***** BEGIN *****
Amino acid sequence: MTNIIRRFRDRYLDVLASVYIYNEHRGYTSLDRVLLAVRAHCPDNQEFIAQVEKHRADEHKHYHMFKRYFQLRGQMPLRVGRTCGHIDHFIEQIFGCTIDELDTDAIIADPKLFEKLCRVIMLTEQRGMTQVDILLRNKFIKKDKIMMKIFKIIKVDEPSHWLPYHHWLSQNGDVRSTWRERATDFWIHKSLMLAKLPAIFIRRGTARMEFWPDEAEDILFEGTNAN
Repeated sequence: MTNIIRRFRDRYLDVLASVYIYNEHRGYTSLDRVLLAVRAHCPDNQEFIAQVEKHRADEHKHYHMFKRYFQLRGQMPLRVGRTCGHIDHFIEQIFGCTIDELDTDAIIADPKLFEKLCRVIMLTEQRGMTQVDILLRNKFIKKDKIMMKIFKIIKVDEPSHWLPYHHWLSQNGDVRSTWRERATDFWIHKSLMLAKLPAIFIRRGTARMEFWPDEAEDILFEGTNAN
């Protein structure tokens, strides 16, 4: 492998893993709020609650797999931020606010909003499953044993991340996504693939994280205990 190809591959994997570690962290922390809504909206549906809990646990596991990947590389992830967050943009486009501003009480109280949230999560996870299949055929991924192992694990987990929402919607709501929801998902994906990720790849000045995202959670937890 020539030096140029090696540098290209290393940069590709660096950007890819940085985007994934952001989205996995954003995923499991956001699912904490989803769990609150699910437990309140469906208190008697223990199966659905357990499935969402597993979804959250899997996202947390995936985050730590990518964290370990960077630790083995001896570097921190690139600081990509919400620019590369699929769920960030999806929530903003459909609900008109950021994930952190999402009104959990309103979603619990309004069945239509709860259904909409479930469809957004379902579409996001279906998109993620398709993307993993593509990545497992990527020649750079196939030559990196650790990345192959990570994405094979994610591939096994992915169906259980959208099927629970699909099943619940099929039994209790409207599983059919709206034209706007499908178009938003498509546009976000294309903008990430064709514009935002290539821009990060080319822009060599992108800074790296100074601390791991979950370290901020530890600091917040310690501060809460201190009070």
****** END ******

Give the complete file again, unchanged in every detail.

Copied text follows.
Amino acid sequence: MTNIIRRFRDRYLDVLASVYIYNEHRGYTSLDRVLLAVRAHCPDNQEFIAQVEKHRADEHKHYHMFKRYFQLRGQMPLRVGRTCGHIDHFIEQIFGCTIDELDTDAIIADPKLFEKLCRVIMLTEQRGMTQVDILLRNKFIKKDKIMMKIFKIIKVDEPSHWLPYHHWLSQNGDVRSTWRERATDFWIHKSLMLAKLPAIFIRRGTARMEFWPDEAEDILFEGTNAN
Repeated sequence: MTNIIRRFRDRYLDVLASVYIYNEHRGYTSLDRVLLAVRAHCPDNQEFIAQVEKHRADEHKHYHMFKRYFQLRGQMPLRVGRTCGHIDHFIEQIFGCTIDELDTDAIIADPKLFEKLCRVIMLTEQRGMTQVDILLRNKFIKKDKIMMKIFKIIKVDEPSHWLPYHHWLSQNGDVRSTWRERATDFWIHKSLMLAKLPAIFIRRGTARMEFWPDEAEDILFEGTNAN
């Protein structure tokens, strides 16, 4: 492998893993709020609650797999931020606010909003499953044993991340996504693939994280205990 190809591959994997570690962290922390809504909206549906809990646990596991990947590389992830967050943009486009501003009480109280949230999560996870299949055929991924192992694990987990929402919607709501929801998902994906990720790849000045995202959670937890 020539030096140029090696540098290209290393940069590709660096950007890819940085985007994934952001989205996995954003995923499991956001699912904490989803769990609150699910437990309140469906208190008697223990199966659905357990499935969402597993979804959250899997996202947390995936985050730590990518964290370990960077630790083995001896570097921190690139600081990509919400620019590369699929769920960030999806929530903003459909609900008109950021994930952190999402009104959990309103979603619990309004069945239509709860259904909409479930469809957004379902579409996001279906998109993620398709993307993993593509990545497992990527020649750079196939030559990196650790990345192959990570994405094979994610591939096994992915169906259980959208099927629970699909099943619940099929039994209790409207599983059919709206034209706007499908178009938003498509546009976000294309903008990430064709514009935002290539821009990060080319822009060599992108800074790296100074601390791991979950370290901020530890600091917040310690501060809460201190009070």